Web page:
- --- In primenumbers@yahoogroups.com,

"tsr21" <timro21@...> wrote:

> Is there a simple proof of this?

See Hardy and Wright Sections 22.7 and 22.8

for the Mertens product

prod(p<x, (p-1)/p) ~ exp(-Euler)/log(x)

where the product runs over primes.

As Andrey remarked, your product tends to zero faster:

prod(2<p<x, (p-2)/p) = O(1/log(x)^2)

David - --- In primenumbers@yahoogroups.com,

"djbroadhurst" <d.broadhurst@...> wrote:

> prod(2<p<x, (p-2)/p) = O(1/log(x)^2)

So let's work out the constant, say K, in

prod(2<p<x, (p-2)/p) ~ K/log(x)^2

We should use the twin-prime constant

C2 = prod (2<p, p*(p-2)/(p-1)^2) = 0.6601618158...

and then use the square of Mertens' formula,

remembering that the latter includes p = 2.

K = C2*(exp(-Euler)*2)^2 =

0.832429065661945278030805943531465575045445318077417053240894...

Sanity check:

default(primelimit,10^8);

\p5

P=1.;x=10^8;forprime(p=3,x,P*=1-2/p);print(P*log(x)^2);

0.83242

Looks OK to me...

David - primenumbers@yahoogroups.com wrote:
>

Hmm.... And I thought I had proven that the product converged to zero.

>

>

> Messages in this topic (5)

> ________________________________________________________________________

> 1b. Re: product convergence

> Posted by: "djbroadhurst" d.broadhurst@... djbroadhurst

> Date: Tue May 4, 2010 1:17 pm ((PDT))

>

>

>

> --- In primenumbers@yahoogroups.com,

> "djbroadhurst" <d.broadhurst@...> wrote:

>

>

>> prod(2<p<x, (p-2)/p) = O(1/log(x)^2)

>>

>

> So let's work out the constant, say K, in

>

> prod(2<p<x, (p-2)/p) ~ K/log(x)^2

>

> We should use the twin-prime constant

>

> C2 = prod (2<p, p*(p-2)/(p-1)^2) = 0.6601618158...

>

> and then use the square of Mertens' formula,

> remembering that the latter includes p = 2.

>

> K = C2*(exp(-Euler)*2)^2 =

> 0.832429065661945278030805943531465575045445318077417053240894...

>

> Sanity check:

>

> default(primelimit,10^8);

> \p5

> P=1.;x=10^8;forprime(p=3,x,P*=1-2/p);print(P*log(x)^2);

>

> 0.83242

>

> Looks OK to me...

>

> David

>

>

>

David, what is wrong with my "Proof" below which I had already sent to Tim?

Kermit

> *****************************************************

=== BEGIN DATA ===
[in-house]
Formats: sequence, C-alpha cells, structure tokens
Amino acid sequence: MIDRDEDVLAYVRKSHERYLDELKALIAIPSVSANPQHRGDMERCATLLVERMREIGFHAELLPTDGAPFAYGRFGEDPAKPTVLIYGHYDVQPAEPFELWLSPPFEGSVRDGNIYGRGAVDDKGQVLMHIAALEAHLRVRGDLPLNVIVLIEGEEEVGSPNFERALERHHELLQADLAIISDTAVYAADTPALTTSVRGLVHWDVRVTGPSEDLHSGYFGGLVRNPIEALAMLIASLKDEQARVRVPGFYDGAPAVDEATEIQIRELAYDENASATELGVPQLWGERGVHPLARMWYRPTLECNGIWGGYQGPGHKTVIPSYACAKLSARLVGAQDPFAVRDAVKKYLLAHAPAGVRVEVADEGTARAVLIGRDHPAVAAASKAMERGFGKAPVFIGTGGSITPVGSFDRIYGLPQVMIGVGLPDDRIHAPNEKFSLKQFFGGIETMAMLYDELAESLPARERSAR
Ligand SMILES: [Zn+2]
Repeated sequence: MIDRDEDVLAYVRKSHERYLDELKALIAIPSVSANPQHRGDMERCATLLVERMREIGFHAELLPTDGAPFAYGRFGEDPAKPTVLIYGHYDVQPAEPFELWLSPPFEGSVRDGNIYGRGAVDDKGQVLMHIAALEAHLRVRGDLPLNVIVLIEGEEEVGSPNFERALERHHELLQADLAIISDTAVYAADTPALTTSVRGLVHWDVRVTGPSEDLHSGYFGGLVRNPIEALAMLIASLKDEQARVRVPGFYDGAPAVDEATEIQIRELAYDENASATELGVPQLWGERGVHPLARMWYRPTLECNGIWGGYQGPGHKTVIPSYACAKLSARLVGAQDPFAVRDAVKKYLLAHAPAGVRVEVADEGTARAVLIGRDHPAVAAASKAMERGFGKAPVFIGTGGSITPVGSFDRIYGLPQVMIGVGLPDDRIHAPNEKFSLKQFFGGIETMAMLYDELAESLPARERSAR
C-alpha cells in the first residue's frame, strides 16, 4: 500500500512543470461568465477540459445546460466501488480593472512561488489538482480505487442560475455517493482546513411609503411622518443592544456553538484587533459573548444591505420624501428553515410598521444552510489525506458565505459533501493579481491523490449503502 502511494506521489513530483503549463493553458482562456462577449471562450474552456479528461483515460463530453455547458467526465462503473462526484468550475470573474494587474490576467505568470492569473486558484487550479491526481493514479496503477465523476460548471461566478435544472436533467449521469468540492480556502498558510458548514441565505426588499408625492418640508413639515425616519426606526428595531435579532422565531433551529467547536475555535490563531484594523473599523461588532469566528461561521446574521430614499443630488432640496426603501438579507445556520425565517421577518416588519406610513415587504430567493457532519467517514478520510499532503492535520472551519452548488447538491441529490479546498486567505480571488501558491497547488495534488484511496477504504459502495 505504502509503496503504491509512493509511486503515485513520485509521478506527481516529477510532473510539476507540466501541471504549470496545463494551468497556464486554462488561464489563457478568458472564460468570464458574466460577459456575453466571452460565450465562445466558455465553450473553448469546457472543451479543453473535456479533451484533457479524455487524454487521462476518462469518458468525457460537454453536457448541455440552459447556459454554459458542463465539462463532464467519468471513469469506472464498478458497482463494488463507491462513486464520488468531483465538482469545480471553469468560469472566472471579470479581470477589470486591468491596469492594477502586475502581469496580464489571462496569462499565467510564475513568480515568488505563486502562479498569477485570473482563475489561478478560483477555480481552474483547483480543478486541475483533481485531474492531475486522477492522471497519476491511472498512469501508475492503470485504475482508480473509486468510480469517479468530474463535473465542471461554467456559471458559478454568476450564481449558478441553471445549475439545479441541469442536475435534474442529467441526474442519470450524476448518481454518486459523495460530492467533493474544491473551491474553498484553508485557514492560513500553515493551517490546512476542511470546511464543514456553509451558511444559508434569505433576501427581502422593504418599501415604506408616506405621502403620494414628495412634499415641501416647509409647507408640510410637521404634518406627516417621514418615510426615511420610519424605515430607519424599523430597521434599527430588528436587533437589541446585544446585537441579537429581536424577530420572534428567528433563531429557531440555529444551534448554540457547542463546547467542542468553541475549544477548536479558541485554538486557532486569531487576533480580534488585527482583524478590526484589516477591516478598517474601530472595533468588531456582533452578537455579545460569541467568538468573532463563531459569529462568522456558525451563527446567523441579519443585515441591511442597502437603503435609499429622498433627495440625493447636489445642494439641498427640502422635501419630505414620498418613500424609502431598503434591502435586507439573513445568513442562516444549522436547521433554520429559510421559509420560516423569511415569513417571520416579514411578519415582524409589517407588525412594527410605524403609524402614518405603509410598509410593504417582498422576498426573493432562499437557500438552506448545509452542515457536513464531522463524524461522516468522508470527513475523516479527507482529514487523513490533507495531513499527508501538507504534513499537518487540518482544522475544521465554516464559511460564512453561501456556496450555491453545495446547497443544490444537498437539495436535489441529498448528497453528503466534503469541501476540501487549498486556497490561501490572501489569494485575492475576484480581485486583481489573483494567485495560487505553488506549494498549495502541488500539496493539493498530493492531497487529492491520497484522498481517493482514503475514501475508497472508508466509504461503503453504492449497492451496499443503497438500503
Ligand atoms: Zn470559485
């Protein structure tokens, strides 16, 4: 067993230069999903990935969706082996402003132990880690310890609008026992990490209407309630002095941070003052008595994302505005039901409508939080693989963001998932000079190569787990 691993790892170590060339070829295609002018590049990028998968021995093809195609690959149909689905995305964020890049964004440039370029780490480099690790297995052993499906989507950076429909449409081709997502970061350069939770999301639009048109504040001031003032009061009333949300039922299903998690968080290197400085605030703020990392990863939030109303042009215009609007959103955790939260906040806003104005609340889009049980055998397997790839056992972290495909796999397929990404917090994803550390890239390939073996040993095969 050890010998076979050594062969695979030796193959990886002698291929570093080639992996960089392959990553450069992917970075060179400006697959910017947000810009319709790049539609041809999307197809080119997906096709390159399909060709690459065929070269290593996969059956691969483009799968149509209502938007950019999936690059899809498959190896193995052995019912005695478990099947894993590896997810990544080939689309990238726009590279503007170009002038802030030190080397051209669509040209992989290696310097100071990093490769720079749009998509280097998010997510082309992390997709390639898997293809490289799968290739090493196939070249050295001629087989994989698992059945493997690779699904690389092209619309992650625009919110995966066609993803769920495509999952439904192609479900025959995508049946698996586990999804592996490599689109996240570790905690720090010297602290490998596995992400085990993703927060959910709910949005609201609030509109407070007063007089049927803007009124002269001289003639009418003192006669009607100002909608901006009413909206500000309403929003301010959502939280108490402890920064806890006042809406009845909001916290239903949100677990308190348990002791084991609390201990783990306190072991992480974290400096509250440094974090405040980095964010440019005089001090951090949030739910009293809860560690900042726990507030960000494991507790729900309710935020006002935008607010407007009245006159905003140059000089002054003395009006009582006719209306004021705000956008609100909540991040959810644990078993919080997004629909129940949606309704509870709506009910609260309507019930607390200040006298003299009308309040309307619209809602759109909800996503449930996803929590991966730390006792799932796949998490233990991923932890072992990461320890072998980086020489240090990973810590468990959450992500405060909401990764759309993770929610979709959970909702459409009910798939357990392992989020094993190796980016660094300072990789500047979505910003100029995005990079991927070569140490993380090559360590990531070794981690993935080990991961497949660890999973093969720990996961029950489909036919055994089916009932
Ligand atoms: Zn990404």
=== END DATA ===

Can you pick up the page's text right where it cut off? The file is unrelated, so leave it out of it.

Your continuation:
>

>

>

> Hello Tim.

>

>

>

> http://en.wikipedia.org/wiki/Infinite_product

>

>

>

> The infinite product 3/5 5/7 9/11 ...

>

> converges to zero.

>

>

>

> would converge to a positive number between 0 and 1 only if

>

> the infinite product

>

> 5/3 7/5 11/9 ..... converged to a positive number > 1.

>

>

>

> 5/3 7/5 11/9 ..... = (1 + 2/3) (1 + 2/5) (1 + 2/9) (1 + 2/11) (1 +

> 2/15) (1 + 2/17) ...

>

>

> 1 + 2/3 + 2/5 + 2/9 + 2 / 11 + .... =< (1 + 2/3) (1 + 2/5) (1 + 2/9)

> (1 + 2/11) (1 + 2/15) (1 + 2/17) ... =< exp( 2/3 + 2/5 + 2/9 + 2/11

> - --- In primenumbers@yahoogroups.com,

Kermit Rose <kermit@...> wrote:

> I thought I had proven that the product converged to zero.

It does. I wrote:

> prod(2<p<x, (p-2)/p) ~ K/log(x)^2

Now let x tend to infinity and I think that you

> K = 0.832429065661945278030805943531465575045445318077417053240894...

will see that K/log(x)^2 vanishes, not so :-?

David - --- In primenumbers@yahoogroups.com,

Kermit Rose <kermit@...> wrote:

> what is wrong with my "Proof"

It began OK and then fizzled out.

Here is an elementary proof.

Proposition: The product prod(p>2, (p-2)/p) over primes p>2 vanishes.

Proof: It suffices to show that the contrary proposition is absurd.

Suppose that prod(p>2, (p-2)/p) did not vanish.

Then, by taking logs, we would conclude that

sum(p>2, log(p) - log(p-2)) is finite. But

log(p) - log(p-2) > 2/p. Thus

sum(p>2, 1/p) would also be finite.

Yet that is easily proven to be absurd:

http://primes.utm.edu/infinity.shtml#punchline

Hence the product prod(p>2, (p-2)/p) does indeed vanish.

Comment: By the same argument, it follows that

the product prod(p>x, (p-x)/p) over primes p > x

vanishes for all real x > 0.

David